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Educare all'occidentale, dal Brasile all'Egitto, da Israele-Palestina all'Afganistan ...

a Leonardo Coen non piace... a me sì (almeno fino a quando non mi si spiega cosa si nasconde dietro i progetti della Sesame nel mondo...) Scrive Leonardo Coen in Come ti educo l'afgano: lunedì, 03 maggio 2004 In Afganistan la situazione scolastica, agli occhi degli americani, è da raddrizzare. A renderla critica, per gli Usa, è la mancanza di mezzi di diffusione e la concorrenza delle scuole coraniche. Così, i neoconservatori sono passati all'attacco e hanno aggirato l'ostacolo, trovando un nuovo mezzo per educare i giovani afgani all'occidentale. In associazione con Sesameworkshop, la Rand Corporation - istituto di ricerca legatissimo all'apparato militarindustriale degli Stati Uniti - ha messo a punto e consegnato al governo afgano un prototipo di kit "multimediale per l'accesso educativo". Questo strumento didatticoè destinato ad essere diffuso in centinaia di esemplari nel paese: contiene 10 capitoli della "Via Sesamo", adattato dalla versione egiziana e doppiata in Dari. Ci sono inoltre alcuni discorsi di Hamad Kharzai e pure un libretto di istruzioni per i professori. Cheryl Benard, specialista della propaganda e responsabile del progranma per la Rand Corporation, ha già prodotto degli studi sui programmi radiofonici educativi ("Islam civile e democratico") in Afganistan, col sostegno della Smith Richardson Foundation, piuttosta nota per le sue posizioni ultra militariste. Segnalo alcuni siti Sesame Workshop The Workshop At A Glance Who We Are Sesame Workshop is a nonprofit educational organization making a meaningful difference in the lives of children worldwide by addressing their critical developmental needs. What We Do The Workshop develops innovative and engaging educational content for television, radio, books, magazines, interactive media and outreach. Taking advantage of all forms of media and using those that are best suited to delivering a particular curriculum, the Workshop effectively and efficiently reaches millions of children, parents, caregivers and educators - locally, nationally and globally. Sesame Workshop: Annual Report (Gary E. Knell, President and CEO, Sesame Workshop) Sesame Workshop: Board of Trustees Watanabe, Ing, Kawashima & Komeji: About Us Jeffrey Watanabe, Kanaging Partner, Watanabe Ing Kawashima & Komeiji LLP (Ronna Bolante) Opening Sesame: TV That Inspires Learning around the World (Harvard Graduate School of Education, November 15, 2002, by Ben Welch) ... When it comes to the goal of teaching tolerance and acceptance of diversity, the Middle East provides an often unforgiving testing ground. The Sesame Workshop proposed the idea of an Israeli-Palestinian coproduction in 1994 on the heels of the Oslo Peace Accord. At the time, Palestinian producers insisted that their characters needed their own street. So, the Israeli characters lived on Rechov Sumsum, a street with an ice-cream parlor and a view of the Mediterranean, and the Palestinian characters lived on Shara’a Simsim, a street with an Arab candy store and the West Bank in the background. Whereas Israeli and Palestinian characters interacted with one another in earlier seasons, in July the producers decided that such meetings were no longer plausible, given the waves of violence in the Middle East. So they changed the name of the program from Sesame Street to Sesame Stories. Sesame Stories, known in Hebrew as Sippuray Sumum and in Arabic as Hikayat Sijsim, will portray literature and folklore from each region while still promoting messages of respect and understanding. But the characters, at least for now, will stay in their own neighborhoods. Likewise, the Palestinian producers can no longer travel to Tel Aviv for meetings, so the producers now meet near London or in New York, or communicate via e-mail and telephone. Despite the new format, Israeli producers want to broadcast a new season of shows as soon as possible, hoping the cheery Muppets will help counteract the images of violence and hatred in the media. The Palestinian producers, however, do not hold the same perspective. “Children in Palestine today will not appreciate, understand, absorb, and react in a positive way to the goals we want to accomplish,” Daoud Kuttab, the Palestinian executive producer of Hikayat Sijsim, told the New York Times this past summer. “You’re telling them to be tolerant of Israelis when Israeli tanks are outside their homes.” Creative Compromises In one story, reported by the New York Times, a Palestinian girl who lives in a refugee camp finds a tin can on the street and decides to plant a rose in it. When she succeeds in nurturing the flower, other refugees follow her lead, and together they plant a garden. Israeli producers objected to the girl picking up the tin can because Israeli children have been taught not to retrieve stray objects lest they contain bombs. The producers collectively decided to change the object to a clear water bottle. “It’s slow going over there,” Cole says. “We’re determined to help children see one another as humans, as people who have needs that are similar to their own; as children who have families, grandparents; as children who go to school.” ed ecco quel che di terribile (?) Sesame Workshop (per come ne scrive 'in prima persona' sul proprio sito) ha fatto in Egitto ARABIC CHILDREN LAUGH AND LEARN WITH ALAM SIMSIM MUPPETS AS AWARD-WINNING SERIES BEGINS AIRING REGULARLY ON MBC Outreach Initiative to Help Extend Series’ Messages Throughout Middle East and North Africa (Cairo, Egypt, and New York, NY, July 23, 2003) It’s a bird. It’s a plane. No, it’s Alam Simsim’s Muppets Khokha, Filfil and Nimnim travelling the Arab World via cable satellite. Alam Simsim, the Egyptian adaptation of Sesame Street, will begin airing throughout the Middle East and North Africa on Middle East Broadcasting Corporation (MBC) on August 1, potentially reaching 150 million viewers. This is the first time that the Arabic-language television series, which focuses on girls’ education, the environment, and literacy, will be broadcast regularly outside of Egypt. e ad un ultimo commento: Gli americani hanno, come tutti i popoli, ma certo con in più la 'responsabilità imperiale' da unica superpotenza globale, molti difetti Pero' - in campo educativo - sviluppano modelli 'collaborativi' di educazione e insegnamento ... Proprio quello che manca quasi del tutto nei progetti passati e presenti italiani (vale per la Moratti come per Berlinguer) Stranamente, la quasi totale assenza del concetto di 'responsabilità personale' (penso addebitabile alla cultura cattolica 'perdonista') ha come conseguenza la quasi totale assenza del concetto di 'collaboratività' Strano anche che Leonardo Coen, che ha in passato scritto cose 'gentili' improntate ad un ottimismo... cristiano... trovi tanto a che ridire sui progetti tipo 'Sesame' O ... mi sfugge qualcosa? Per fortuna non sono l'unico a pensarla così, pare: ovvero, si entra nel merito, di cos'era (anni '60) la Sesame, e cosa è oggi, di cosa convince, e di cosa convince meno ... ma ... ... un conto è una discussione nel merito di come oggi opera la Sesame ... che già di per sè è un tema interessante proprio mentre in Italia si discute di riforma Moratti (ma, se e quando tornerà a governare l'Ulivo, il problema si riproporrà comunque credo) ... ... un altro è gridare allo scandalo perchè i cattivi USA osano contrastare l'ipnosi collettiva taleban-islamica con metodi educativi perlomeno 'sperimentati' (e in paesi molto diversi tra loro) dalla Sesame se poi, la Sesame è una 'vacca sacra' intoccabile, ok, tocchiamola! E non dimentichiamo le critiche al programma originario americano: http://www.thesocialedge.com/archives/gerrymccarthy/3articles-feb2004.htm GM: Your analysis of Sesame Street was fascinating. At one point your write that: "The shows anti-intellectualism and its glorification of television culture over print send the implicit message that the skills of literacy have no meaningful purpose." I've never read a critique of Sesame Street before. What kind of reaction did you receive after you first wrote the piece? Did it feel like you were taking on a cultural icon? KH: Absolutely. This is a sacred cow. A related example is Head Start -which is a government program. Sesame Street and Head Start originated in the 1960s. They were so well-intentioned and filled with hope and expectation that they were hard to criticize. Both programs were multicultural. Especially Sesame Street. There was no television that showed quite the same kind of respect for poor children that Sesame Street had. The other fact is that Joan Ganz Cooney -who was the creator of Sesame Street- was extremely well connected and liked. Also: she was clever enough to construct a very effective public relations machine that included social scientists. Everybody was utterly committed to what they were doing. Not just making a lot of money, but committed to changing the lives of poor children. So to criticize Sesame Street was to question the motives of well-intentioned people. There were also a lot of social scientists that were willing to do dubious research on the show. It moved from co-relation to causation. You would see research projects showing that Sesame Street improved children's literacy, when it was clear that that the kind of parent that turned on Sesame Street -when there was no other choice for educational television- was the kind of parent who was going to be dedicated to their children's education. We know from research not related to Sesame Street that these are the parents whose children do well. It has nothing to do with Sesame Street. I did receive some huffy mail from people associated with Sesame Street research and from Children's Television Workshop. But Sesame Street's day has gone, because we now have a much more diverse market in children's medium. Some of it is awful. Some of it is okay. inviato il 03.05.2004 10:47:23 E ancora http://commons.somewhere.com/reportcard/1995/DAILY.REPORT.CARD168.html SESAME STREET AND LEARNING: NOT ALL IT'S CRACKED UP TO BE Recent criticism of Sesame Street goes far beyond the attention span argument noted in the above article (See DRC #4). Nationally syndicated columnist Mona Charen recaps an article written by Kay Hymowitz that denounces the overall format of Sesame Street (WASH TIMES, 11/13). Hymowitz' article appeared in the Autumn issue of the City Journal, a publication of the Manhattan Institute. According to Charen, Hymowitz argues that Sesame Street "far from preparing young children for school and the wider world of learning, ... grooms its charges only for more television." Charen goes on to say that the show does not "glorify" learning, but instead glorifies television and youth culture. Charen: "Sesame Street is self-consciously modeled on commercials, with fast cuts, jazzy music and very, very short segments." Hymowitz also charges that "even if the show's claims about improving familiarity with letters and numbers are true," identifying a letter is a far cry from learning all the skills necessary to read. Hymowitz: "The skills required for reading are a complex mix of concentration, persistence, the linking of concepts." And Sesame Street does not teach concentration, according to Hymowitz and Charen. Charen also criticizes the politically correct tone that permeates Sesame Street. And she comments on the lack of enchantment on Sesame Street, "where the tone is smart-alecky and worldly wise." Charen cites Bruno Bettleheim, whose research advances the notion that traditional fairy tales "serve important functions in the imagination of the very young child." According to Charen, Sesame Street is "sometimes fun for adults, [but] it teaches preschoolers all the wrong lessons." The Children's Television Network, which produces the show for PBS, counters that the Hymowitz article is "full of untruths, inaccuracies and a relentless malice," reports the N.Y. TIMES (Blumentahl, 11/19). inviato il 03.05.2004 10:49:22 nicola Mi piacerebbe leggere una volta una storia di queste iniziative cosi` tipicamente americane (Radio Marti` per i cubani; Sesame Street, che e` una bellissima trasmissione per bambini, agli afgani; l'Al Jazeera americana che, pare, pochi arabi guardino...). Le iniziative in se` contengono un bel po` di spirito americano: la fiducia nelle cose ben organizzate e nei progetti ben scritti; la convinzione che il modo di pensare e vivere americano sia cosi` innegabilmente buono e giusto che basta farlo vedere per convertire i popoli; la sostanziale incapacita` di ascoltare e dialogare, nascosta dietro la capacita` di organizzare e comunicare. In questo progetto ci sono insieme i bei programmi di Sesame Street (assaliti, negli USA, dai conservatori codini, che li considerano un subdolo veicolo di propaganda comunista) e la Rand Corporation: anche questa, una mescolanza di diavolo e acquasanta molto americana. Mi chiedo se mai alcune di queste iniziative abbiano avuto un qualche successo. Leggete L'Americano tranquillo di Greene, per avere un'idea di come sia complesso lo spirito wilsoniano. inviato il 03.05.2004 12:50:03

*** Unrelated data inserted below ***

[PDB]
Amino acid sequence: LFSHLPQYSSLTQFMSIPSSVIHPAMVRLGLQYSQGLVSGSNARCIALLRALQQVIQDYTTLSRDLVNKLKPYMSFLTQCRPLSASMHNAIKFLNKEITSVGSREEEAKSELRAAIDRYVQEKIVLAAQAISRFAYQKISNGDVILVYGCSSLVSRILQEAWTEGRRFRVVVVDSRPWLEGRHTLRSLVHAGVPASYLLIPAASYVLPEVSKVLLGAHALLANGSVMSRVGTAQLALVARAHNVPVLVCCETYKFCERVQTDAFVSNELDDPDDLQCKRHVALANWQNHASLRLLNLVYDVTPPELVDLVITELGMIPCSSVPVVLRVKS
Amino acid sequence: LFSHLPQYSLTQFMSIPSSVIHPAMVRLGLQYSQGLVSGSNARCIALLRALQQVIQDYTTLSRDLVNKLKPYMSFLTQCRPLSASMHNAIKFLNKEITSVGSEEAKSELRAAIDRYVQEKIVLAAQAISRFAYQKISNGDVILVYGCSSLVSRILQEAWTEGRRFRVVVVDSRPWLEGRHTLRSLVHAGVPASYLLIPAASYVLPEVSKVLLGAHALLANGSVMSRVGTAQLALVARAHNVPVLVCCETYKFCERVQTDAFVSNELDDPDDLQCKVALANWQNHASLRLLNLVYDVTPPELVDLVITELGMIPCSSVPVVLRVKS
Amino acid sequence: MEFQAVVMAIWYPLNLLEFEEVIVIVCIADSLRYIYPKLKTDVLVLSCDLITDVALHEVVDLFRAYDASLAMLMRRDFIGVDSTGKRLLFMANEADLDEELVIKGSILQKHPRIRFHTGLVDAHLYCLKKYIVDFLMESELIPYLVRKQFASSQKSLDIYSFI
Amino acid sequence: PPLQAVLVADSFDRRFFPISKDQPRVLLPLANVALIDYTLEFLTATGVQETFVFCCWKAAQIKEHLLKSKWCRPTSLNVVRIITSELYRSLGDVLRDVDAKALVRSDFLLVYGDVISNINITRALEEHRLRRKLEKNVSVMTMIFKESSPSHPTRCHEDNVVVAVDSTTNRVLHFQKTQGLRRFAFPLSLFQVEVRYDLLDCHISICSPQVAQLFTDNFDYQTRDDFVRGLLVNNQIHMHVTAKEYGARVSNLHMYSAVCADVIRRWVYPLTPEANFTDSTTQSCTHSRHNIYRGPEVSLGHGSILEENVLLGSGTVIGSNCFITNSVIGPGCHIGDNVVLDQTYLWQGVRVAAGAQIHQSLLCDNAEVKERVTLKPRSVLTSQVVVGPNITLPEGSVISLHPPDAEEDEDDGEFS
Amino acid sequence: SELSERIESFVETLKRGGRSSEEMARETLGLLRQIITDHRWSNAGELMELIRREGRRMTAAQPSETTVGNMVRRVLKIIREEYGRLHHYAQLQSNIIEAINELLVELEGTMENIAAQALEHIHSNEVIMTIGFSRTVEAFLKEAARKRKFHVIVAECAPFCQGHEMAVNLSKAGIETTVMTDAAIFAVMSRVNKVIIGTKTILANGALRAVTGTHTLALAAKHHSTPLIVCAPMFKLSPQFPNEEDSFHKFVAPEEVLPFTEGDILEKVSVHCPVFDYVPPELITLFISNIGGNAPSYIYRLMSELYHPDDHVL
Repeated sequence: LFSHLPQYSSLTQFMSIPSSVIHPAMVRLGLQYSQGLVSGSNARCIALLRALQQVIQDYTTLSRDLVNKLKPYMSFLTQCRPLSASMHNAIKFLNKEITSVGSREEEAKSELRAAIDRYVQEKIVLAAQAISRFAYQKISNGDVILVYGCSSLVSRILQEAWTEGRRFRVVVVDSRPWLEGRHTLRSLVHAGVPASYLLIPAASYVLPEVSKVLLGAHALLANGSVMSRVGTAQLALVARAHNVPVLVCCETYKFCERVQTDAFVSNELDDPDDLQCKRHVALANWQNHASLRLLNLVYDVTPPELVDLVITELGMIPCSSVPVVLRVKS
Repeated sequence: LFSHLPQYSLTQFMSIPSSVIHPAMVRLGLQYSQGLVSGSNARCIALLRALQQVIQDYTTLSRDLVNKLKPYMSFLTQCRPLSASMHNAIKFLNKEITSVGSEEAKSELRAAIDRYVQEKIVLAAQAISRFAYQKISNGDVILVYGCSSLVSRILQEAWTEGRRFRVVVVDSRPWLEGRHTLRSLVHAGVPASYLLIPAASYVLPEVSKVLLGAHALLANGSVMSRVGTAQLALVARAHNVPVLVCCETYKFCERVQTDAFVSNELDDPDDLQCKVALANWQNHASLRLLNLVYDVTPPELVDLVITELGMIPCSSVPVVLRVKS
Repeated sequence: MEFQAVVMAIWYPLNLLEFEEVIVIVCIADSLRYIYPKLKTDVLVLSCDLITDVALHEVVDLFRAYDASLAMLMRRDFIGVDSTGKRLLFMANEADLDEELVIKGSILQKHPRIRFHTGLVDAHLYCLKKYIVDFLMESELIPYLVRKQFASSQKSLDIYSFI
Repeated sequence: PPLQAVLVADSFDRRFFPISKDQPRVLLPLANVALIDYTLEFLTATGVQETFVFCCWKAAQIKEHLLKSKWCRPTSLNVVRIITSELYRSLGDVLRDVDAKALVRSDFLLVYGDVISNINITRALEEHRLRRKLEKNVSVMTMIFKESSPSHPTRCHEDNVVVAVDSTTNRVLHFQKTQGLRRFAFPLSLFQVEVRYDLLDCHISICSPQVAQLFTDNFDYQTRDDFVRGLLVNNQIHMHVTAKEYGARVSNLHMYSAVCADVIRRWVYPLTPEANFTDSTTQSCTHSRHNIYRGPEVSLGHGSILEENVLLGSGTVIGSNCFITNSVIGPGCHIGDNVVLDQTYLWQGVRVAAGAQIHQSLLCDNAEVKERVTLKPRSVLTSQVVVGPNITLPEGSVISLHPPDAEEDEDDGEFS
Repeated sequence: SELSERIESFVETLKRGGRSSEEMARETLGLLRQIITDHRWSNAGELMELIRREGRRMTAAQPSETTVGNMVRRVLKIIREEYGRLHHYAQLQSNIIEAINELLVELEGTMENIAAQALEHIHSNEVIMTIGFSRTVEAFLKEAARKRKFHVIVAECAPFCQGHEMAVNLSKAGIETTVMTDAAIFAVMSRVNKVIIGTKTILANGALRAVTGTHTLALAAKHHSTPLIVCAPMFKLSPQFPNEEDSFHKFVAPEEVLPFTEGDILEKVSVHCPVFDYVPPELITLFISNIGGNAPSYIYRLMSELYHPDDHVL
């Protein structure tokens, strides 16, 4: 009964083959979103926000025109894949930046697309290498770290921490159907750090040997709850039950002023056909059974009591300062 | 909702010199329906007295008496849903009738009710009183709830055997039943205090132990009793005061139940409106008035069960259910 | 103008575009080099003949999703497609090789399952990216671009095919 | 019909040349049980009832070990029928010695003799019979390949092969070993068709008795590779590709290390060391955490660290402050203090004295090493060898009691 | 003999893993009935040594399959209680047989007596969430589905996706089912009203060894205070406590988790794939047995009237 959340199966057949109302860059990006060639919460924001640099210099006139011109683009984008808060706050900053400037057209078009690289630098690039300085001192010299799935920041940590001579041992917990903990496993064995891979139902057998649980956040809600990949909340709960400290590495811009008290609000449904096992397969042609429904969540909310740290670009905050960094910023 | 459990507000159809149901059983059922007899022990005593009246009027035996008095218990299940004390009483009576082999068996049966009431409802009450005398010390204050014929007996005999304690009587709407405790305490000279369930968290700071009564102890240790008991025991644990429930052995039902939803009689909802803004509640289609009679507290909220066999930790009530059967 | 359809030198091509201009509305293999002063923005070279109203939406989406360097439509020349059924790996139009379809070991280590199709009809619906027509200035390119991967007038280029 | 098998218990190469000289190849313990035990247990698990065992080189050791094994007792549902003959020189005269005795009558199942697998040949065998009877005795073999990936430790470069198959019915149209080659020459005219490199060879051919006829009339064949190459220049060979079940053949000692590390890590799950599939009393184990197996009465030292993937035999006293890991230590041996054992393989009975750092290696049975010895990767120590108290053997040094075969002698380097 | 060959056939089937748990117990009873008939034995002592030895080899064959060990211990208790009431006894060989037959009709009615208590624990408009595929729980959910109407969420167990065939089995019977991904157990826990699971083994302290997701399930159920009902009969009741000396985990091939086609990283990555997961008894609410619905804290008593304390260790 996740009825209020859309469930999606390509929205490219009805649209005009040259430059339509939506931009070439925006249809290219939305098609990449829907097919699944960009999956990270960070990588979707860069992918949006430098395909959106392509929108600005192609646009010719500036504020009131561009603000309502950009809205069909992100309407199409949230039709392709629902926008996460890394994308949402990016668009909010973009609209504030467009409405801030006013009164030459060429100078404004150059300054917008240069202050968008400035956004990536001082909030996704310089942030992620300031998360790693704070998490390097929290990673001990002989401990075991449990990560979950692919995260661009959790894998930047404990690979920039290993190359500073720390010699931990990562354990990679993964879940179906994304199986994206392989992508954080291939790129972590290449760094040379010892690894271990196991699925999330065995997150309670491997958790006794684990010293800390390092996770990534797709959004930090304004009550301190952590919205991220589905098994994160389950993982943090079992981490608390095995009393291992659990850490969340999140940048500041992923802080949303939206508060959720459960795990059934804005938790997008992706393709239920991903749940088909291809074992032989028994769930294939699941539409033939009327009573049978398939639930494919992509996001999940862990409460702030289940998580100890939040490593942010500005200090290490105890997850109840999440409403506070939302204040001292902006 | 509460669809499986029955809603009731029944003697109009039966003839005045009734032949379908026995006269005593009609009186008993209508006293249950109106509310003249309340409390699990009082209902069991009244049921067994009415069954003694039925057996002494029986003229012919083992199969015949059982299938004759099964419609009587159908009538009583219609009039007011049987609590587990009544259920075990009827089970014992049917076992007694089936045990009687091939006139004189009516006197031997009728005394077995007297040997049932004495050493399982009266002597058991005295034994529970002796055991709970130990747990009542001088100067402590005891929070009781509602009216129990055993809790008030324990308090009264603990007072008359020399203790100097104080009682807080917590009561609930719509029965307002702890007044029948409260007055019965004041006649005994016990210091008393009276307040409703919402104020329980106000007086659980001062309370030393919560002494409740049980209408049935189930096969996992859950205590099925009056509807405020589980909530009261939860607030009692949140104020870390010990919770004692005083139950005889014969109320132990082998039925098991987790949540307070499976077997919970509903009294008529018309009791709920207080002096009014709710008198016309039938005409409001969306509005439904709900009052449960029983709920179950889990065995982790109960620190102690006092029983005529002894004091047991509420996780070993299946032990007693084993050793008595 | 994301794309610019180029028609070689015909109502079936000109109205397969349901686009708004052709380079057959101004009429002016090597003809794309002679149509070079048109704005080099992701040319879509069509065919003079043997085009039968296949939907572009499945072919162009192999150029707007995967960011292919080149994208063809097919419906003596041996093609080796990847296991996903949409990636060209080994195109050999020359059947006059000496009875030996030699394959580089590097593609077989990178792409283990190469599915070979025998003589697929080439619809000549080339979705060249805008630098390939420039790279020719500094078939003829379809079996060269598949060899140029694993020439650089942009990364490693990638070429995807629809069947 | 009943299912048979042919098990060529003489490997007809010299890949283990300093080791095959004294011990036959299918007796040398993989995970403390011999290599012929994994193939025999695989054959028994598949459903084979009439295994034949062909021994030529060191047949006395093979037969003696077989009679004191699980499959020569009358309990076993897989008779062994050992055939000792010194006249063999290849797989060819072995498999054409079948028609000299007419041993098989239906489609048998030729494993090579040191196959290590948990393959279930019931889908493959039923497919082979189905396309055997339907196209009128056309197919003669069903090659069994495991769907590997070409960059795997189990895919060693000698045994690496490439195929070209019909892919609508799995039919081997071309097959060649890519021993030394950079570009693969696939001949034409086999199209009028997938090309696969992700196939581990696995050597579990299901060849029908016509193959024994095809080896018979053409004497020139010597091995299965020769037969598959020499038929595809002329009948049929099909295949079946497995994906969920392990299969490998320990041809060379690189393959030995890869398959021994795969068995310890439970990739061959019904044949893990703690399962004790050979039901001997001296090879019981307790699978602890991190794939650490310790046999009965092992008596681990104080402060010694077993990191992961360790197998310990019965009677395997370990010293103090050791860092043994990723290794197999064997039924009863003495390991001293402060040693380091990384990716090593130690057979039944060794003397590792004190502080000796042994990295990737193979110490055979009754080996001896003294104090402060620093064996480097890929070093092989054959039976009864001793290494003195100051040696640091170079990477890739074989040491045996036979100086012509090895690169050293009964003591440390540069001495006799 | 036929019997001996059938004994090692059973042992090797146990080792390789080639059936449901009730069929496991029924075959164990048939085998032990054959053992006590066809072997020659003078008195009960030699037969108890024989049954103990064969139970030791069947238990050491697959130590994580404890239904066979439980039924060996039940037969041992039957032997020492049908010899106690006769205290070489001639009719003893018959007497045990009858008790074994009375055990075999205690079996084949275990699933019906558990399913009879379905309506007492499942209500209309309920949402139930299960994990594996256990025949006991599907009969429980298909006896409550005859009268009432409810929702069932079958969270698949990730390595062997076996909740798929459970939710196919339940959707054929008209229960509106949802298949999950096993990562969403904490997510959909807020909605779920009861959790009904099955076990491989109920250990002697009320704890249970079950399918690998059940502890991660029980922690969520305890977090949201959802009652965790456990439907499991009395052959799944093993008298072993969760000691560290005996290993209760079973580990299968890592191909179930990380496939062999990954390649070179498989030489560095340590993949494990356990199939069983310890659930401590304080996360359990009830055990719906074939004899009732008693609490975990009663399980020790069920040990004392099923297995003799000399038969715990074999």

Pubblicato il 3/5/2004 alle 10.41 nella rubrica Serendipity.